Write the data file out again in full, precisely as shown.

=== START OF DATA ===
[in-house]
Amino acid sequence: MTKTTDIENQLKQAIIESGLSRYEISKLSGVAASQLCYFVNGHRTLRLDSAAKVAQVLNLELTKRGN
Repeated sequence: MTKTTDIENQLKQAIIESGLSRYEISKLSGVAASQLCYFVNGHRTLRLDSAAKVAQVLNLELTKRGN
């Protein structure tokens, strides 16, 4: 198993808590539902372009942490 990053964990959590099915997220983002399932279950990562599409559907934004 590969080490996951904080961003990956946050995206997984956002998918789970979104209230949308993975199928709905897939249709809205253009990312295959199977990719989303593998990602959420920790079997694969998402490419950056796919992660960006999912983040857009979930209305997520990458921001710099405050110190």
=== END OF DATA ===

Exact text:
[in-house]
Amino acid sequence: MTKTTDIENQLKQAIIESGLSRYEISKLSGVAASQLCYFVNGHRTLRLDSAAKVAQVLNLELTKRGN
Repeated sequence: MTKTTDIENQLKQAIIESGLSRYEISKLSGVAASQLCYFVNGHRTLRLDSAAKVAQVLNLELTKRGN
């Protein structure tokens, strides 16, 4: 198993808590539902372009942490 990053964990959590099915997220983002399932279950990562599409559907934004 590969080490996951904080961003990956946050995206997984956002998918789970979104209230949308993975199928709905897939249709809205253009990312295959199977990719989303593998990602959420920790079997694969998402490419950056796919992660960006999912983040857009979930209305997520990458921001710099405050110190």